Timothy Wientzen

Timothy Wientzen is an Assistant Professor of English at Skidmore College. His book, Automatic: Literary Modernism and the Politics of Reflex, is forthcoming from Johns Hopkins University Press. 



Reading Modernism on Election Day

It’s election day in the United States. So, of course, I’m thinking about modernism.

Responses to the Special Issue on Weak Theory, Part II

Several of this latest batch of responses to the Special Issue on Weak Theory engage not only the original issue, but also the first set of responses that we ran last month—and we plan on  keeping this conversation going. Would you like to be part of it?

Not a Globe but a Planet: Modernism and the Epoch of Modernity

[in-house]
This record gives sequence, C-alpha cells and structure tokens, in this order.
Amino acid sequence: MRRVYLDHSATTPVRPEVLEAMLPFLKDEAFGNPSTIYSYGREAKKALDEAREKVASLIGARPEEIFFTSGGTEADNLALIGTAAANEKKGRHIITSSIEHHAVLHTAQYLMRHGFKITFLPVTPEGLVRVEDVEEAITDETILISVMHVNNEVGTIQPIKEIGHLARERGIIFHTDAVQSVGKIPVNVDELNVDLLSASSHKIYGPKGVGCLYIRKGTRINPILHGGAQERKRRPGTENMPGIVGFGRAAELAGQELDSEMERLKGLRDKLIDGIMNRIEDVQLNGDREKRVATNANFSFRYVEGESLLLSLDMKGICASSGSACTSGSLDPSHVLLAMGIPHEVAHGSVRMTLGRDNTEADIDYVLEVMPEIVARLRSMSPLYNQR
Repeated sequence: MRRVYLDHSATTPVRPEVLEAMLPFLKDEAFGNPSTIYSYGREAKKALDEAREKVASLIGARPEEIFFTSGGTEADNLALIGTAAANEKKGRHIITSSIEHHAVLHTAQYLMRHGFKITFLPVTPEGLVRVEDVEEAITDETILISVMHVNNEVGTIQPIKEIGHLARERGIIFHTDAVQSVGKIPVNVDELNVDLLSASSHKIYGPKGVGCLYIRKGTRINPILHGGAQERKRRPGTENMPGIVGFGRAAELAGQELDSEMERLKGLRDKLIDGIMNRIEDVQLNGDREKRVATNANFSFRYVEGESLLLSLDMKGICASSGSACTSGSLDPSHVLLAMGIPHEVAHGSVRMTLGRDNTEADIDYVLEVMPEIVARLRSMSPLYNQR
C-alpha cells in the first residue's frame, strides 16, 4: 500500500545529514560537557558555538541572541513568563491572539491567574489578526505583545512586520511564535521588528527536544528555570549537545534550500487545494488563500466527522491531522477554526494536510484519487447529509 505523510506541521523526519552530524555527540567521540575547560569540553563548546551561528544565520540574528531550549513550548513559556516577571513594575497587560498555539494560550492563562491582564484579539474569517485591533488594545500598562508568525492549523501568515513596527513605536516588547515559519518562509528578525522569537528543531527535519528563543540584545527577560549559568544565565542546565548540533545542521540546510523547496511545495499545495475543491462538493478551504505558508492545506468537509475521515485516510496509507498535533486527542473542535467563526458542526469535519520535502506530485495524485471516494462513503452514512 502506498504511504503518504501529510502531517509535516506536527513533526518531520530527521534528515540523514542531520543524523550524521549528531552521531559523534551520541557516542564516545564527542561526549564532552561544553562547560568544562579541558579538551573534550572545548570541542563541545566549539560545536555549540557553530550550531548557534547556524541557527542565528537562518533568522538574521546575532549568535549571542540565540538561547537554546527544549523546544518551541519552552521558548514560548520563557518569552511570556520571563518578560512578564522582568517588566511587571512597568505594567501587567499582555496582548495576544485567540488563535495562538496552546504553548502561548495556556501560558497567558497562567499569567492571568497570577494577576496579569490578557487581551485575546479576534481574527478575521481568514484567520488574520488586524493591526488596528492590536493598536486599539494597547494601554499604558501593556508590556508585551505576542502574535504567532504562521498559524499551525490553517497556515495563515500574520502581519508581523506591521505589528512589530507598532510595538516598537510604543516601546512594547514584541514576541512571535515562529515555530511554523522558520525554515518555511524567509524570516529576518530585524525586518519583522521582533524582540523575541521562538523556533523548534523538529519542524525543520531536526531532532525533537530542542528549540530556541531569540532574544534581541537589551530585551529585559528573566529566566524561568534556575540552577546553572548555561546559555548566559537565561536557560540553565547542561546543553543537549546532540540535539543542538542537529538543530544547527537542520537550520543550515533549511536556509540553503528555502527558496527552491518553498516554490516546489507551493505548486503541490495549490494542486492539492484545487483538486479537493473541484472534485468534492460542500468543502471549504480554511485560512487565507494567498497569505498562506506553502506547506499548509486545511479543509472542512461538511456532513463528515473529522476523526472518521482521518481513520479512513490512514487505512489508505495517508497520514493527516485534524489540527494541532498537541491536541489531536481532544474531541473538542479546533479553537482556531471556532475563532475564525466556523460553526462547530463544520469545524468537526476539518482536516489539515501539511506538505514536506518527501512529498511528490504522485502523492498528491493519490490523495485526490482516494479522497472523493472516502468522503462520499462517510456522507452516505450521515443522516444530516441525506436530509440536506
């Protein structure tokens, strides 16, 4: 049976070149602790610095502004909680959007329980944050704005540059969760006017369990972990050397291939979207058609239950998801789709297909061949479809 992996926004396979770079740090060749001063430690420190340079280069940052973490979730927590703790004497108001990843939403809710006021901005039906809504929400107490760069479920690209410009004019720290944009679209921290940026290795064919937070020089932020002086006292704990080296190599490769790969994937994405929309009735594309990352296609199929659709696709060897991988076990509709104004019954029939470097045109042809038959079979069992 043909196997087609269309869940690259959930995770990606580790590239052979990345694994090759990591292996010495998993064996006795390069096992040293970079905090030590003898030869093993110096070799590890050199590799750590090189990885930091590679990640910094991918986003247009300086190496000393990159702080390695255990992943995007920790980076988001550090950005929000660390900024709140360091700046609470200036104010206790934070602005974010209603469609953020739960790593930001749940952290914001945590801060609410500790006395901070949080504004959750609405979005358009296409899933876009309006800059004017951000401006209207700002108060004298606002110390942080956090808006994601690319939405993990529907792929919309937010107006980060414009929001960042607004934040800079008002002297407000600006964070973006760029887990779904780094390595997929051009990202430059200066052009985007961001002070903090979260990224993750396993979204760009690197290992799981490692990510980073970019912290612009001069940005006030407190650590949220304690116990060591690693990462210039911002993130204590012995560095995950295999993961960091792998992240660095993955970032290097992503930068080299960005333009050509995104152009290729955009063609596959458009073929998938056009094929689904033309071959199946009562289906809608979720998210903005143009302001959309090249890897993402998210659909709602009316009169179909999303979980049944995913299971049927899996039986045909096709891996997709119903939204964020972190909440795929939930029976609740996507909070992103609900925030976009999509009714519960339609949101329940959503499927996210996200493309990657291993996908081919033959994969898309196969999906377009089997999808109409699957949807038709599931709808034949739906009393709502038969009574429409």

As the critical scale of modernism has shifted away from nation and toward the world system, critical possibilities have been both opened and foreclosed. The essays in this cluster—including Aarthi Vadde’s argument about the definitional scalability of modernism, Nicole Rizzuto’s examination of maritime fiction’s relationship to surface reading, and Bashir Abu-Manneh’s emphasis on global realism—all point to the ongoing critical possibilities that emerge from the successes and failures of the “global” as a paradigm. For me, these debates represent a crucial point of inquiry for scholars at a moment in world history in which global capital flows determine so much of our lives. But there is another aspect to the relationship between modernism and the systems of capitalist modernity that turns on “planetary” rather than “global” concerns.